Liminal Settings: Betwixt and Between



What do the following settings have in common?

  1. a cemetery
  2. a back alleyway
  3. a bus

If you had said all three are liminal settings you would be right.

But what is a liminal setting? The original term came from the latin word “limina” meaning “threshold. Think of borders with spaces on both sides. A hallway ambiguously defines one room from another. Spaces that are betwixt and between. The graveyard in the photo is a place that borders life and death. Crossroads.

A bus features transitional qualities. In fact, any vehicle that moves from one point to another is a setting that is undefined and can heighten the tension in a scene. Have you ever notice how many scenes in a movie or a book feature an argument in a car. The edge of a forest, a cliff, or a cave are natural liminal settings. All these thresholds  act as a writing tool that accomplish the same thing. They prompt an instinctive and edgy human reaction.

In children’s literature the use of liminal space can be found in many well-known books. Let’s examine one of my favourite books to see how the author used liminal setting to heighten tension

In Kate DiCamillo’s The Magician’s Elephant, the first scene takes place in a market setting. “…[I]n the midst of the entirely unremarkable and absolutely ordinary stalls of fishmongers and cloth merchants and bakers and silver-smiths, there had appeared, without warning or fanfare, the red tent of a fortuneteller.”

A liminal space is defined as a place or time in which the rules of behavior must be altered to maintain safety. This market scene may be ordinary, but the author adds a long list of people and their stalls, creating a setting filled with strangers. For most children a market place is an unfamiliar setting. The rules change here. Don’t run around the stalls. Don’t touch or eat the fruit. Fish Mongers and silver-smiths are strangers most children don’t usually encounter.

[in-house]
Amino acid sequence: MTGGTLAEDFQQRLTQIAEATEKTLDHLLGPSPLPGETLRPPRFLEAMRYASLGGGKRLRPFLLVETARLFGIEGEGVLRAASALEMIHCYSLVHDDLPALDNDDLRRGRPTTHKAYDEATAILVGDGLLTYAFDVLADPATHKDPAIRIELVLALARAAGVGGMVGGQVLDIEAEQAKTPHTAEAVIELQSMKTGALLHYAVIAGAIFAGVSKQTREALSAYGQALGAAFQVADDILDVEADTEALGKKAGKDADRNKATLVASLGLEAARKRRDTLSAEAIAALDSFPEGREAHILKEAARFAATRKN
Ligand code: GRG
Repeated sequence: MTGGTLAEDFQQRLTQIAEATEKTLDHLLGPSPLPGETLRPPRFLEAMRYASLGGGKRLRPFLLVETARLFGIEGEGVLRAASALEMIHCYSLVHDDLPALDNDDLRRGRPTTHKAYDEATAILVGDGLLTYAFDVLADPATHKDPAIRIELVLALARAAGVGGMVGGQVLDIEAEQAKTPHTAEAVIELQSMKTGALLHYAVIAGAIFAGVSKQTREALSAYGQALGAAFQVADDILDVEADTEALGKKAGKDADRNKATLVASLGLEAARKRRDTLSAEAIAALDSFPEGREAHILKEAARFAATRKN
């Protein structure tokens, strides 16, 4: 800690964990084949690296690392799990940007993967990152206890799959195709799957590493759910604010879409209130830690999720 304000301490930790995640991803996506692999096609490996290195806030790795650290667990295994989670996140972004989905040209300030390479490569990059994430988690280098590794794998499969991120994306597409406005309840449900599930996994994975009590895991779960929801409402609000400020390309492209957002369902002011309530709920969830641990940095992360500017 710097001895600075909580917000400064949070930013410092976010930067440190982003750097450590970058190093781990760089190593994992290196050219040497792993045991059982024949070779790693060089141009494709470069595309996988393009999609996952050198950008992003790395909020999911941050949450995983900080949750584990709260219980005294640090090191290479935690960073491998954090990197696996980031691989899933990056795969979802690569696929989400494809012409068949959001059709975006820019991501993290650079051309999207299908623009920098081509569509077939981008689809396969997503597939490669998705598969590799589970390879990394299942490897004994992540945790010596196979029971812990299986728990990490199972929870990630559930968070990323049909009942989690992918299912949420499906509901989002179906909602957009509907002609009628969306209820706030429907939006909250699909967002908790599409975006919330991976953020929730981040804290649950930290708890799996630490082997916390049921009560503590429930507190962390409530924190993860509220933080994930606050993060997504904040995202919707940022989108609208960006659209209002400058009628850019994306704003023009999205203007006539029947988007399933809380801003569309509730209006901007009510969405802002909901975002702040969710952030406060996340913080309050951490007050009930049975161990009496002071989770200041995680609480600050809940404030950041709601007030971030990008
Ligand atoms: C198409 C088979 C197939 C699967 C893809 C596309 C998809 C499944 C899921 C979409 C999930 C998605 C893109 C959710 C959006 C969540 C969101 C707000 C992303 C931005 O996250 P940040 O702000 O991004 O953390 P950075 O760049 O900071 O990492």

In addition, a red fortune teller’s tent adds another distinct element of liminality. A fortune teller, is a marginal character. Part of the past. Part of the future. Someone on the outside of the community. But for the purposes of this week’s blogs, we will not discuss liminal characters. Instead we will focus on the fortune teller’s tent. It is a place of in-between. Not really a house. Not a permanent dwelling. The reader’s instincts stir and what they feel is discomfort.

In contrast, let’s imagine this same scene in a big city mall, in a food court, in a middle grade cafeteria.  Yes, a writer can produce highly tense scenes without the use of liminal setting, but when they do it’s an extra bonus. Below are a list of novels in which you can observe how writer’s use liminal setting effectively.

Dreams – between sleep and being awake – The Nest (Neil Gaiman)


Vehicles – transitional spaces – Walk Two Moons (Sharon Creech)

Closets, Tunnels – enclosed spaces – Coraline (Neil Gaiman)

Beaches, Cliffs – natural threshold spaces – The Scorpio Races (Maggie Stiefvater)

Cemeterybetween birth and death – The Graveyard Book (Neil Gaiman)


Do you have a work-in-progress? Look at the settings. Could you change one setting and replace it with a liminal space? Try it and come back and share how the scene changes.

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